This is a native species in the U.S. and ranges from Virginia to Florida, west to Texas, and north into Illinois and Indiana.
This southeastern species is most likely to prey on fish and frogs in its habitat near aquatic sites, as it frequents habitats near ponds, swamps, and marshes. Following mating the female retains the fertilized eggs for 5 months and then gives birth to 5-9 young, but potentially up to 16 babies. The venom of this snake is considered very dangerous to humans. It is a hemolytic venom that destroys red blood cells and skin cells, causing internal bleeding, necrosis at the site of the bite, and reportedly extreme pain. It can be life threatening.
Adults typically may be over 4 feet in length and nearly 6 feet in some older individuals. The body color is light but the body is covered with large irregular shaped patches that extend down the sides. The outside of the bands is dark and the inside lighter in color. The head is large and shovel-shaped with a blunt nose and a dark band through the eye. The inside of the mouth is white, giving it its common name of Cottonmouth, and when threatened it often stands its ground with its mouth held wide open, showing this white interior.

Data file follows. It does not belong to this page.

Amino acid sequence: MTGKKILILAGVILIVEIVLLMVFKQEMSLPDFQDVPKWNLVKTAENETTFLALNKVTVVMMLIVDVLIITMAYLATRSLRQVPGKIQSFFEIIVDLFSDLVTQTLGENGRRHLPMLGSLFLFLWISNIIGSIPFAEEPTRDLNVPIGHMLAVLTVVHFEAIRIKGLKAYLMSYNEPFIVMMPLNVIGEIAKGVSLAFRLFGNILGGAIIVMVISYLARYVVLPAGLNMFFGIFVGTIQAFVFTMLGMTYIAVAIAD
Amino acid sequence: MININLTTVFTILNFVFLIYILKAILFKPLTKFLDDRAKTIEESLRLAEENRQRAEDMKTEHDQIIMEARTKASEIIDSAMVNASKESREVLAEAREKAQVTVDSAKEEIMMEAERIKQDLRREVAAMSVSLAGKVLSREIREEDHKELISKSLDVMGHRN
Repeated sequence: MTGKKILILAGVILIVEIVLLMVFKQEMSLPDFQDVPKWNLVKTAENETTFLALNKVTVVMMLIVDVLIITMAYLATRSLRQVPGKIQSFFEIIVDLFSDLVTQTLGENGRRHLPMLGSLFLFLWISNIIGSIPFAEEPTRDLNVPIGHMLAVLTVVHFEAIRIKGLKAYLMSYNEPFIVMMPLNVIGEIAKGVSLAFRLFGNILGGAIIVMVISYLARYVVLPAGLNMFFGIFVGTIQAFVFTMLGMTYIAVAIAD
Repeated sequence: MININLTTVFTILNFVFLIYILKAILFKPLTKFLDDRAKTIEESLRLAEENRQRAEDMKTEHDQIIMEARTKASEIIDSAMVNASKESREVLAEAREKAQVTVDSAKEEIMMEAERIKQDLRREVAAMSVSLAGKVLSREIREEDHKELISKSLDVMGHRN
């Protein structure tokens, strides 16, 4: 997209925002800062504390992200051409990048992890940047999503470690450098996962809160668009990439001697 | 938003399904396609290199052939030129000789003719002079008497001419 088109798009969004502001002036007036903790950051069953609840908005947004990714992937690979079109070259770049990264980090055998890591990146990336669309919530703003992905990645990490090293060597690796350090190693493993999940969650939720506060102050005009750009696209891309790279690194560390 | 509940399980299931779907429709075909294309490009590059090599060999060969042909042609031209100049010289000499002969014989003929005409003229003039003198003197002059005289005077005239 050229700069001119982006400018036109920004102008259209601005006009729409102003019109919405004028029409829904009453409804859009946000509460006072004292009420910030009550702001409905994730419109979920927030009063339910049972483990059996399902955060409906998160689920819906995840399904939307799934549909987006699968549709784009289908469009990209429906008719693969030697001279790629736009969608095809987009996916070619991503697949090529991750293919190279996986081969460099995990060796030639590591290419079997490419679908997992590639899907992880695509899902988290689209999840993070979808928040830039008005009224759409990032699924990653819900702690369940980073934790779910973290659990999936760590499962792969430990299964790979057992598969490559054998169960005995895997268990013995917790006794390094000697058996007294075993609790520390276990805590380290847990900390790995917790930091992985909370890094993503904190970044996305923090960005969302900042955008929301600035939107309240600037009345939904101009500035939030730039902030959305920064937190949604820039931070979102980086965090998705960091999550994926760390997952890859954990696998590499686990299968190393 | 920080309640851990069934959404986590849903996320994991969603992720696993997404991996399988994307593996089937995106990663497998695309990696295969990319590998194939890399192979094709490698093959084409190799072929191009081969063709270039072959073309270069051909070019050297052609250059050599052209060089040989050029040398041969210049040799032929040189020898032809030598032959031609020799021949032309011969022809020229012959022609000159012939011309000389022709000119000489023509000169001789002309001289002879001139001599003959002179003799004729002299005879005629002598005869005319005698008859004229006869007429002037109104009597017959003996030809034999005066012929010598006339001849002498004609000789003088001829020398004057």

Characteristicts Important to Control:
There are no toxins labeled for killing snakes. There are snake repellents available that rely on creating an objectionable odor to keep snakes away, often sulfur and naphthalene, and these may be used outdoors only and would need to be reapplied if they are effective. Many university websites express skepticism regarding snake repellents. Snake management for long term relief combines elimination of snake food resources, such as rodents, with removal of harborage and exclusion from structures. Rubbish, wood piles, and other unnecessary materials on the ground should be removed or stacked neatly off of the soil. Snake traps also exist for the capture of individual snakes that are a nuisance around a property. The removal of snakes by live capture or trapping also is highly effective if disposal of the snake is considered. Relocating snakes off site will generally be illegal according to state wildlife regulations, and killing captured snakes may not be acceptable to customers. It also would be important to attempt to educate homeowners regarding tolerance and appreciation of most snakes on their property, all of which feed on unwanted animals such as rodents, insects, or slugs.